From Southampton, England, he crossed the English Channel shortly after the D-Day invasion, in early June of 1944. The Engineers built and replaced bridges, repaired bombed airports, and cleared mines and booby traps, sometimes under strafing attacks from enemy aircraft. Making their way across France, south of Paris, they built and repaired bridges that allowed the Army to cross into Germany. On a pass to Paris, he saw the Eifel Tower, Notre-Dame, and the Folies Bergère. Going forward, they cleared the streets of Hamburg, made their way through Munich and eventually were at the gates of Dachau after its liberation. He took a picture out the window of Hitler’s home in Berchtesgaden.
Otis, Dorothy, and June
Throughout his journeys, he kept up correspondence with his wife Dorothy and their small daughter June. They missed each other terribly, talked about the minutiae of their daily lives, and fought like cats and dogs about her plans for her career path after he returned home. He said often that he hated the war and was only there to ‘win it and return home to them.’ His large family, including a brother in the Navy and a brother in a POW camp in the Pacific, also wrote often. Remarkably, both Otis and Dorothy retained all of these letters.
Dorothy survived Otis by nearly 20 years, and during that time she started the task of organizing the letters. After Dorothy’s death, their middle daughter Donna took up the task, not realizing the extent of the collection, which contains more than 400 documents. Over four years, she transcribed the letters. Taken together, they tell the intimate story of a pair of flawed but remarkable people separated by a world at war, struggling at times to maintain a relationship through some of the hardest circumstances any generation has had to endure.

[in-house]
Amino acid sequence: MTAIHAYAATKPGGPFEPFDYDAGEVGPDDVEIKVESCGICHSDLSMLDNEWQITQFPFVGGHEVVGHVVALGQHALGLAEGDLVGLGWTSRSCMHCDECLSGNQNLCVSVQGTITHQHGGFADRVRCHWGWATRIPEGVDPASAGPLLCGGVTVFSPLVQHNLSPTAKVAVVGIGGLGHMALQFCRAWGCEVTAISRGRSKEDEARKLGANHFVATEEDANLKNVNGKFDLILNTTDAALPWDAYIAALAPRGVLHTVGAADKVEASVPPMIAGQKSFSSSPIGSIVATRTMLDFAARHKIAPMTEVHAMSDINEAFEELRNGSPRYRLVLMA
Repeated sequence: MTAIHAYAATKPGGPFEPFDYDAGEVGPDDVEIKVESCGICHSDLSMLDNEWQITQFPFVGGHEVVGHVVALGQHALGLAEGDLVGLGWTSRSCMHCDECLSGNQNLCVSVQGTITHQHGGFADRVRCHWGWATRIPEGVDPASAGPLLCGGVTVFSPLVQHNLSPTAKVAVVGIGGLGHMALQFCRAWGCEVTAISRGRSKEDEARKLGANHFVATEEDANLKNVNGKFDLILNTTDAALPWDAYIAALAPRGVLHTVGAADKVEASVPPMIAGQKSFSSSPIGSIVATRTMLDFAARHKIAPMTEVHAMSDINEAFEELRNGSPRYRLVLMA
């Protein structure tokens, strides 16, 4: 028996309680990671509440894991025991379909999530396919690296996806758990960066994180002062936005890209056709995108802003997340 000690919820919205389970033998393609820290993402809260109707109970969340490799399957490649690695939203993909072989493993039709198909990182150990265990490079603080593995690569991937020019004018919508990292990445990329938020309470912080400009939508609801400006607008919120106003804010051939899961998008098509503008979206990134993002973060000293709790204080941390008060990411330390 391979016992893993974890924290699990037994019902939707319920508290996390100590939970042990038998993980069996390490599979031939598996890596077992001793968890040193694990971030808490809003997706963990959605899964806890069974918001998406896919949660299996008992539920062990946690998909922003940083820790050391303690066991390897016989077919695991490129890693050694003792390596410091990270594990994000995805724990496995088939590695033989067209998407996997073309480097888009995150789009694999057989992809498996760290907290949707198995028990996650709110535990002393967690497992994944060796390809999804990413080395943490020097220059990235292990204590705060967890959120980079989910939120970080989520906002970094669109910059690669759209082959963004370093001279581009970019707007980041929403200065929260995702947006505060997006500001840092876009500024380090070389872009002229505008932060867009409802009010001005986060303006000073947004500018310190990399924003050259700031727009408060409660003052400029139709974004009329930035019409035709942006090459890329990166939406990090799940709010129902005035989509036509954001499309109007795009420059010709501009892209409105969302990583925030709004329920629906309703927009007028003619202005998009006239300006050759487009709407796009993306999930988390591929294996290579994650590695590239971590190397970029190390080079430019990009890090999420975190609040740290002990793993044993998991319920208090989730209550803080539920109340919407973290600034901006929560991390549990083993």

Through transcribing the letters, Donna developed a growing curiosity about her father’s route through Europe and finally into Austria. As one of the final parts of this process, two of Otis and Dorothy's daughters (KC and Donna) plan to visit Europe, retracing their father's footsteps and visiting many of the key places that feature in their correspondence. Older sister June, who is not able to make the trip, will stay in touch through electronic media.
From left to right: June, KC, and Donna in 2017
This GoFundMe is intended to help them make that trip. The goal is to use their experiences to augment the letters Otis and Dorothy sent to each other during the war; to see the places they only know from letters over half a century old, and to reconnect with the memory of their now-departed father. All three of Otis and Dorothy's daughters have worked as professional writers, including poetry, prose, and online and print journalism.
I'm Otis' grandson Dan. I am currently living in Frankfurt, right in the middle of the path that my grandfather traveled across the continent. I will plan the logistics of the trip and take care of all the details, since that's relatively easy for me to do from here. None of us are wealthy, though, so any financial assistance helps.
We're planning the trip for September 2018. Funds will go to cover two plane tickets from the USA to Frankfurt, a rental car, and lodgings. We're not planning to stay anywhere fancy, and will most likely just use AirBnB. If we happen to go over, extra funds will be spent on flights/cars with more legroom. Ain't none of us spring chickens.
Otis and Dorothy's grave
Otis and Dorothy with grandchildren Dan (me!), Wendy, and Charles, approximately 1973
Donna and KC, approximately 1954
Donna and KC at Mesa Verde approximately 1964
Donna visiting KC in Seattle post-chemo, 2016.
More information about their daughters' writing careers:
KC's page on Medium
More of KC's writing
Donna's book about her work counseling survivors of the OKC bombing
June's Amazon author page
Here's a blog about the 1277th ACoE from the family of another soldier from the batallion:
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